To put it simply, if the broad subheading of ME today includes groups for whom different things are the cause: autoimmune, chronic viral, bacterial, psychological etc etc. By removing the autoimmune group you can give them better treatment and decide who to give rituximab (I doubt rituximab would help anyone for whom autoimmunity isn't the problem). The group then left under the heading of 'ME' are a more concentrated group with fewer different diseases meaning further research into ME will likely find more consistent findings and help with further siphoning.
It seems so simple to think but it's difficult to explain!
Good summary of the Rituximab context Andrew.
Thanks for the mention : ) which was followed by this :
"It is interesting to note that this could come as a result of the autoimmune process targeting the neurones of the sensory nervous system – as was originally proposed by Fluge and Mella following their 30 patient trial."
I hadn't realised that Fluge and Mella had suggested autoimmunity targeting the nervous system (or perhaps I'd just forgotten). Do you happen to know if they discussed this in any more detail or was it just a passing remark?
I believe that it was a fleeting comment in a Norway news piece on rituximab made by one of the doctors - i'll see if I can find it.
Edit: Video here - there are english subtitles you can turn on and i believe the comment is made at around 4 minutes in. I don't know how far they got with this theory but it's certainly an interesting idea.
Oh yeah it is
You see Rheumatiod Arthritis is not always diagnosed specifically by a test resulting in positive autoimmune disease:
e.g. NHS Choices:
Much of the time it is diagnosed clinically through examination and other tests.
Now, couldn't ME = Arthritis and within that you might have Rheumatoid Arthritis - if you see what I mean?
Will it be necessary to change from what we have now I wonder in terms of myalgic encephalopathy... Could you still have this as the label with sub-groups existing within?
What we view now as 'triggers' that are not always more than subjective assessments from patients: could still be a result of 'autoimmunity'. But any test may not demonstrate this specifically - we could still be dependent on symptom assessment and medical history.
Of course it all rather depends on the replication, and acceptance of Rituximab Trials and their results but also on the replication/improvement on Bansal's work as well as other related research that will need to take place I would imagine - disease mechanism work etc.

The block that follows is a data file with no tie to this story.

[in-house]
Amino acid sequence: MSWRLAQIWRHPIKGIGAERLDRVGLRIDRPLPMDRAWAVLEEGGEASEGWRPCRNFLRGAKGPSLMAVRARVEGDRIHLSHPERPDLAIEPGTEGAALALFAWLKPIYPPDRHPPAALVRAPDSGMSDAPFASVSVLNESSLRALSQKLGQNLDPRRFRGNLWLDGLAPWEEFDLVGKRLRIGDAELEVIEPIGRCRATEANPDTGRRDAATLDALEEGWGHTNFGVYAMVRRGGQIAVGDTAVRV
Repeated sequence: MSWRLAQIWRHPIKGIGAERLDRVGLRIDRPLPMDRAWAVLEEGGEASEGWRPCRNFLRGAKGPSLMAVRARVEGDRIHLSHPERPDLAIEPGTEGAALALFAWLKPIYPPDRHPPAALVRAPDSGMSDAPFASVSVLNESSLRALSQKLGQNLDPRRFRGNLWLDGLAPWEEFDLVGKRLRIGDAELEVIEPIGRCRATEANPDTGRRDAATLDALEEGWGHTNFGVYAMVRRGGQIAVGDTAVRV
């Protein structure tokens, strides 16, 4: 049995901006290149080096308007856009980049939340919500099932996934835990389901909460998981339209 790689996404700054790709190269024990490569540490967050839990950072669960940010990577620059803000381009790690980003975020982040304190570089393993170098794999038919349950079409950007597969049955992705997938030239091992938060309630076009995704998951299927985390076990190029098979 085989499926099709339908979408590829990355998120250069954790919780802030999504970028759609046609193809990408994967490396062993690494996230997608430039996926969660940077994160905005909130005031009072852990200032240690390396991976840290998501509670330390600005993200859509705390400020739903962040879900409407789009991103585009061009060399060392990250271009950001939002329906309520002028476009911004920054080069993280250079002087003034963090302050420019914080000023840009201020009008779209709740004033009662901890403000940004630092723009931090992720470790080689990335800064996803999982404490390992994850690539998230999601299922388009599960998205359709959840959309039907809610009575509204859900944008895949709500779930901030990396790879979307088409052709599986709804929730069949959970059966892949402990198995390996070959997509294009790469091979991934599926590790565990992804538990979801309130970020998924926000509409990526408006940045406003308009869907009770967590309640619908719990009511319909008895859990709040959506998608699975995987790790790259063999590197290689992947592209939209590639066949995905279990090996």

i wonder if the theory of a hit and run virus in cfs/me is the auto immune group as the immune system is still on and or over reacting but infection is cleared. While the antiviral responders( and ampligen) get hit with the virus and the immune system is supressed and infections are ongoing until treated?? With either one it seems as though treatment is going to be ongoing??
Hmm you make a good case: I wanted to move away from myalgic encephalomyelitis however I think myalgic encephalopathy could potentially act as a universal subheading similar to arthritis. Perhaps with the prefixs of autoimmune, chronic viral etc.
I personally suspect that may very well be the case! I think Prof. Edwards has discussed this over in the other thread, where the virus appears to be the trigger factor but the susceptibility to developing a seemingly autoimmune ME likely starts years in advance. The virus then serves to exploit this susceptibility, triggering the production of whatever autoantibodies and immune defects cause and perpetuate symptoms.
I think it is interesting that EBV is often the triggering virus and suspect it is due to its direct impact upon circulating B-cells making it more likely to trigger the chain reaction required for ME however any pathogen likely has the potential to trigger this.
I also suspect that the people responding to antivirals could well also fall into the autoimmune group but see effect from antivirals either due to the immuno-modulatory effects of the antivirals or through reducing the viral load every person harbors. As I discuss in the article it appears that people with ME do not have any pathogen not present in the general population but seem to start responding to them - possibly due to increased sensory sensitivity or a lowered immune response. It is interesting to note that the conception that autoimmunity is the immune system in overdrive - while this appears to be the case it is more an imbalance of immune response - with patients often having increased B-cell activity often at the loss of a degree of the innate response - as seen with the dysfunction of NK cells observed in ME. Certainly the entire immune system is interconnected and dysfunction in one area has many downstream effects upon other areas of the immune system.